Ata Rangi Celebre Martinborough 2014 – $$$
This is a long-time favourite local red for me. A bright red blend of 55% Merlot, 35% Syrah, 5% Cabernet Sauvignon, 5% Cabernet Franc fruit grown on the Martinborough Terrace, and matured in 20% new oak.
Deep plum purple colour. 13% alc.
Soft, round and opulent on the nose. A savoury character up front, then opens to reveals oak, plums, and spice.
Sweetness on entry, fine-grained tannins in the mid-palate, and fresh acidity on the finish. Fruit flavours are restrained, not as ripe as the ’13, and slightly leafy.
A fine, expressive wine.
Recommended 89 points
Wellington Anniversary Weekend
There few things more enjoyable than a dinner party at home with good friends.
L and I invited several couples over for dinner in the weekend. Great food and conversation was enjoyed, washed down with delicious wine!
We enjoyed as aperitifs wines such as Sileni Cabernet Franc Rose Marlborough 2013, a favourite of L’s; the classic and perfect Palliser Estate Sauvignon Blanc Martinborough 2013 provided by M&G; and a bottle of Ohau River Sauvignon Blanc Horowhenua 2012 – a softer styled, round and well balanced sav from north of Wellington.
With our dinner of roast chicken with olives and tarragon, D&D provided a wonderful white Burgundy – J Drouhin Macon-Villages 2012 from Beaune – lean and clean, classic restraint, a wonderful simple food wine. With the dessert of nectarines, ice cream and warm toffee sauce they treated us again with the notable Dry River Late Harvest Riesling 2008 – classic kerosene notes, golden honey and stone fruit, and that gorgeous Riesling ‘tang’. Yum.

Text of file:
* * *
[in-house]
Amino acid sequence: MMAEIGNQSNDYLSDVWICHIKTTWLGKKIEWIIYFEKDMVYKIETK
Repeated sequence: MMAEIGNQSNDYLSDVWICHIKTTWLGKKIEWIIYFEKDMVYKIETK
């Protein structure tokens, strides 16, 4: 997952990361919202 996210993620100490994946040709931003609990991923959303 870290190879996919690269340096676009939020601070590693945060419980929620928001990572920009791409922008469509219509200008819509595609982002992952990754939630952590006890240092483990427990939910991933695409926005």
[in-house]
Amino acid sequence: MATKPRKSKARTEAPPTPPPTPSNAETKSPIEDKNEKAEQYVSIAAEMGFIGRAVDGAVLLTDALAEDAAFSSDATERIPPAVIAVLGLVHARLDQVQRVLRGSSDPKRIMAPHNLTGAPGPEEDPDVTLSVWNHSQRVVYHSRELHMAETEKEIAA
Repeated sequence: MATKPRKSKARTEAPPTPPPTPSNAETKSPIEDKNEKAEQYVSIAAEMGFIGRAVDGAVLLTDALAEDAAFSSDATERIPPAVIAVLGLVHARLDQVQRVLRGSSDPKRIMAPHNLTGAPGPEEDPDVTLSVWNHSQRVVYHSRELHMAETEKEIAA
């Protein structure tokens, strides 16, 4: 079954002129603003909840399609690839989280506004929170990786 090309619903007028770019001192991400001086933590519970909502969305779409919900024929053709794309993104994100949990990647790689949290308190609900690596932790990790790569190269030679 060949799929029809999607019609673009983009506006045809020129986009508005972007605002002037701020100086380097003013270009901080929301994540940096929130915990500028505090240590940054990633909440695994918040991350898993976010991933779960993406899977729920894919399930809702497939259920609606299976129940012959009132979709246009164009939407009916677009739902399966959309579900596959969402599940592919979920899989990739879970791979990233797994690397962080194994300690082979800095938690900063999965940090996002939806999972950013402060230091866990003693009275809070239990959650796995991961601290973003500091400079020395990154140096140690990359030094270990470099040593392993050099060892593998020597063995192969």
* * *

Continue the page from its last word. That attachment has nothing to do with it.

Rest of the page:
Soho Revolver Waiheke Island Merlot Blend 2011
L is a chiropractor, and a very good one too. A fortnight ago I was invited to be her “plus one” at the formal dinner during the NZ Chiropractors’ Association conference up in The Tron.
L is also very generous and she bought up a pile of raffle tickets before the dinner. Her good luck won us this bottle, and a couple of Hawkes Bay stickies too.
The wine is a Merlot Malbec Cabernet Franc blend. Deep cranberry colour. 12.6%. Very floral nose. Quite peculiar notes, and unfamiliar: cherries and plums yes, but also herbs like thyme and rosemary, and red roses too. In the mouth the wine is ripe with red fruits, including cranberries, with a strong oak backbone and vanilla. A very good win and wine. 4
From the Cellar: Vidal Hawkes Bay Merlot Cabernet Sauvignon 2008 – $
Bad News first: I’d enjoy this wine a tad more if I hadn’t bitten the inside of my cheek the night before during J’s birthday dinner at L’s. The swelling gets in the way of the Swirl ‘n Swallow. I am such a numb nut at times…